By: Margaret Prunty and Celeste Erickson
With weeks winding down in Windhoek, our group participated in wrap up to end all classes. We had discussions about everything we learned in classes and what we thought went well, the speakers we enjoyed, and ways to improve. In history, we had a powerful discussion about race and Romanus gave us an analogy of how we are all members on a walk way in regards to racism. Basically, he talked about how those of us who are walking along with the walkway are perpetuating racism, but if we turn around and walk against it, we are advocating for change to stop it. There are many in betweens, but those are the two extremes and we can all be walking against racism, but that is where the challenge is. It’s easier to be against racism, but not take an active approach in stopping it and we are all called to walk against the racism walkway in making change for the bettering of the society.
Also, in religion class, we discussed social change and how the church played different roles during colonization, apartheid, and the liberation struggle. We talked about how different texts were used to both promote and condemn colonization. It gave us insight about how differently the Bible can be interpreted and how religion can be used as a crutch for good and evil. We agreed that religion is very personal and varies all across the board, but it is up to us how we use it.
Now, we move on to integrative projects, where we incorporate everything we learned from each class into a creative presentation and deliver it. I am excited to see how each group’s project turns out and all the different variations. My group has decided to compose a children’s book that talks about equality. Right now, our plan is to read the story and discuss how it relates to all the classes. I anticipate that all the projects will be successful in brushing on a theme from each class and I look forward to the delivery of each one of them.
On top of the final wrap of classes and integrative projects, another event of note this week was the ending presentations of our internship class. On Tuesday, all seven members of the internship program presented their final research papers. Our assignment was to write about a topic that can connect both to our area of study at school and the work we’ve been doing at our specific internship site, and to connect this topic to other areas of the world. Our projects ranged from the link between secondary education and alcoholism, to the power of media on public perception. Each of the seven girls worked very hard on their papers, and the presentations were extremely informative and interesting. On that Thursday, CGE hosted an internship farewell party where each student stood and gave a brief speech on their accomplishments at their internship and said thank you to their host organizations. Though we all felt a sense of accomplishment and relief at the end of the long internship process as we were each presented with different challenges throughout our three months at our organizations.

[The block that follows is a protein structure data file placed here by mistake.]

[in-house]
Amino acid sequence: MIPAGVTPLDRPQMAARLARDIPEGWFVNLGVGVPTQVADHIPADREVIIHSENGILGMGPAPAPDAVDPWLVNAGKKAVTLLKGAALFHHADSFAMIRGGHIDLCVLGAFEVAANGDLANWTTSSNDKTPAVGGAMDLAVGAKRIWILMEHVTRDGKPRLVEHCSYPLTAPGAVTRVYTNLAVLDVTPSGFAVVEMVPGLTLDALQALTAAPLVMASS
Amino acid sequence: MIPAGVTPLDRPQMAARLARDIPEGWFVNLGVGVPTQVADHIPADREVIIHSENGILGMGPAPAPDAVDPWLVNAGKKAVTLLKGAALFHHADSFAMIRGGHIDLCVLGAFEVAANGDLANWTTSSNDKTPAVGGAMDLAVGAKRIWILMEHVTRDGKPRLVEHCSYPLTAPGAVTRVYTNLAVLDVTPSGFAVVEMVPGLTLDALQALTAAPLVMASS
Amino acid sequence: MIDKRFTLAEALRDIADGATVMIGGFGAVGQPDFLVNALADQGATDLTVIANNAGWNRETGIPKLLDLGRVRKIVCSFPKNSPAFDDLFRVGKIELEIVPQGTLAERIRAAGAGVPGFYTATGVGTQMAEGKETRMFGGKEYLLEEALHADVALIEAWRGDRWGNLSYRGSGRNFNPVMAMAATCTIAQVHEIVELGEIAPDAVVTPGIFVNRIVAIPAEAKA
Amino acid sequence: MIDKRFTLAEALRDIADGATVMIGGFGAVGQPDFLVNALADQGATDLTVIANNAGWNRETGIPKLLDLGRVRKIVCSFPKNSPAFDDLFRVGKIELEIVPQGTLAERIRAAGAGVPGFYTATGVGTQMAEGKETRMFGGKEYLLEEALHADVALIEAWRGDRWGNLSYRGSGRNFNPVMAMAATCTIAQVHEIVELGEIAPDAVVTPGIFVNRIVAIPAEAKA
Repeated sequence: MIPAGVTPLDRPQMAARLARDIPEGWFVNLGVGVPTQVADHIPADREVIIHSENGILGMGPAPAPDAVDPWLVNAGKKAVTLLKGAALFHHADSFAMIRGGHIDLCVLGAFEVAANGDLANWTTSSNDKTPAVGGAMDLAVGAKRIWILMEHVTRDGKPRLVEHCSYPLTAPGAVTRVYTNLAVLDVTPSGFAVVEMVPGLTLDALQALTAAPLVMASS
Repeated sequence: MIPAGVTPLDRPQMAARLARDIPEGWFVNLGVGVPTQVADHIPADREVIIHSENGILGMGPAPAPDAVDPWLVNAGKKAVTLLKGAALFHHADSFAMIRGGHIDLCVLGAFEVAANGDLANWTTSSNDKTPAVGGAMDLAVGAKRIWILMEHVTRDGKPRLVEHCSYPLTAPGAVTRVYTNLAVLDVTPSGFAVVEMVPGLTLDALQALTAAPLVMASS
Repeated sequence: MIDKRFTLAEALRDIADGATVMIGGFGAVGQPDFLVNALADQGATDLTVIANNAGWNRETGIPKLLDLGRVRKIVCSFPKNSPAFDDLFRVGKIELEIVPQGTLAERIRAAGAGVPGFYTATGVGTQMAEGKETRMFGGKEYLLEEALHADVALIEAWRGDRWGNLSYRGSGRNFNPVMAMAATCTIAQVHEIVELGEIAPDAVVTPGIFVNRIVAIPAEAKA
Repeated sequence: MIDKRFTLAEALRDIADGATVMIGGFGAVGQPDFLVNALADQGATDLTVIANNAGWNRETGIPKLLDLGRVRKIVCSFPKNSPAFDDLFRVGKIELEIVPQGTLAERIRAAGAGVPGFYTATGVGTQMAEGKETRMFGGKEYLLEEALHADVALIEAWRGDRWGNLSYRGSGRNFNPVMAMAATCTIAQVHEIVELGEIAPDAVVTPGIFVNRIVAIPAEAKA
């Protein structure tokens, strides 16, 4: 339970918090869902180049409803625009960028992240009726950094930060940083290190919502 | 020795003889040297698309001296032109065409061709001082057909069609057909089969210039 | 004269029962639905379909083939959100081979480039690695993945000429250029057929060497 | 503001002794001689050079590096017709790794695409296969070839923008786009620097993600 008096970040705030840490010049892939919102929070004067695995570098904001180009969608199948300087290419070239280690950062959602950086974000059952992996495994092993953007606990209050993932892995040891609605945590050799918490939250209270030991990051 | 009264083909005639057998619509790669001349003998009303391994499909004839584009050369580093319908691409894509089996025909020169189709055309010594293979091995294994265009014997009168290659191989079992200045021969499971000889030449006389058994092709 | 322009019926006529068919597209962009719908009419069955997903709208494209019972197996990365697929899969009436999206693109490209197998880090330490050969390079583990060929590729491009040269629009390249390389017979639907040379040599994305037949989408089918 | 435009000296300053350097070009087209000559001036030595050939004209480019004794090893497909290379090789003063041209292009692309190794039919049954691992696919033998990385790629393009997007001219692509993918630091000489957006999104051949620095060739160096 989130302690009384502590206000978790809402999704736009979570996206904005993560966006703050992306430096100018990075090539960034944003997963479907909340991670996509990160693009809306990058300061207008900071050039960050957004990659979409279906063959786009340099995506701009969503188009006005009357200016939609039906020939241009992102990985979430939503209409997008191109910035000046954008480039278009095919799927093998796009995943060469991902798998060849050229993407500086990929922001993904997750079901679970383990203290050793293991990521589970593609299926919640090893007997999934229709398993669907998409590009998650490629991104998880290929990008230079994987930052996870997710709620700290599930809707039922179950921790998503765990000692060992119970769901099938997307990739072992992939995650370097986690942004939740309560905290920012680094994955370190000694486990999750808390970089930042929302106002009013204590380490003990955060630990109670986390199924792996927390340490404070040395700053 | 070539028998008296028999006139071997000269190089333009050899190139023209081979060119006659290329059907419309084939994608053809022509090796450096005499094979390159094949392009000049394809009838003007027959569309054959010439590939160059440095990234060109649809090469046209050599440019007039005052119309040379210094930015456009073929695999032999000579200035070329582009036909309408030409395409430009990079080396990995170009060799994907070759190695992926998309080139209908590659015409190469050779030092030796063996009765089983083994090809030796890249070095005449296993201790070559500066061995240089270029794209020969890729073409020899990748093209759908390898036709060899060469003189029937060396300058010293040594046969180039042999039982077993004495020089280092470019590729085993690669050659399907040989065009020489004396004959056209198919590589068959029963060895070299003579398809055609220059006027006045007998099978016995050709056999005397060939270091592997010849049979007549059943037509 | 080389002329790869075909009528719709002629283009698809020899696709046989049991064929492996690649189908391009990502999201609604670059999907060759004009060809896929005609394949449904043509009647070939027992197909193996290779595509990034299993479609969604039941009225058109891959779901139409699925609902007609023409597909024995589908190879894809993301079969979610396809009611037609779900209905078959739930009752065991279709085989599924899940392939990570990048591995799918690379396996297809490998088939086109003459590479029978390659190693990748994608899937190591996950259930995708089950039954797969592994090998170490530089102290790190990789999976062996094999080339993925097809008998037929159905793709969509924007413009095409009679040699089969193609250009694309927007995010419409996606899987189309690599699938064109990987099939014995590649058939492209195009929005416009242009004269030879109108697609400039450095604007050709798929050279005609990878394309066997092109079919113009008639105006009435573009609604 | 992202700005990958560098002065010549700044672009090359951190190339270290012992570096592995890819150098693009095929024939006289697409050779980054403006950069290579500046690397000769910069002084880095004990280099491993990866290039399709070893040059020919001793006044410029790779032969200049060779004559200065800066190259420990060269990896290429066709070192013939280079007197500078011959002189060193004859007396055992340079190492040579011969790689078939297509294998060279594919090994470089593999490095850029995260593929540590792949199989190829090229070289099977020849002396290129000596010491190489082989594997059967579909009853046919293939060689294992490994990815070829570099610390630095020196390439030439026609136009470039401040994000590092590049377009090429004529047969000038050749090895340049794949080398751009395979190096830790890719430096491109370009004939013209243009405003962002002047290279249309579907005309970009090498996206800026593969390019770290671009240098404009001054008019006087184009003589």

|Celeste presenting about her internship at the farewell party!|
For many of us, it was the first time working with an NGO or even working in an office setting. We had to adapt to a new way of working and learn the ins and outs of each of our organizations. Beyond this, I speak for all seven of us when I say we had to remain patient and flexible, and take a significant amount of initiative. Different from an internship we may have in the United States, most of us felt very unclear on what our roles were throughout the semester. Between the language barrier and the general busyness within such important organizations, there was often a lack of communication. We all realized that if we wanted to get the most out of our time interning, we had to step up and take initiative. For example, in my particular internship I had a desire to work more in the field with the families and children that SOS Children’s Village assists, and to spend less time in the office. I took the initiative to meet the field officer and work out a schedule so I could have the opportunity to work with her. Though we all had to adjust to unpredictability, the skills that we gained are invaluable. While the CGE house offers a comfortable and fun environment for us to learn and bond with our fellow American students, this internship opportunity gave us the unique opportunity to not only get out into the community, but meet the individuals that make up this community and work alongside them for three months. There is no better way to truly learn about a country and a culture different from your own than connect with the community and get a better idea of some of the challenges they face today and potential solutions for them.
This blog is the work of our students. To learn more about Center for Global Education programming, visit us at www.centerforglobaleducation.org.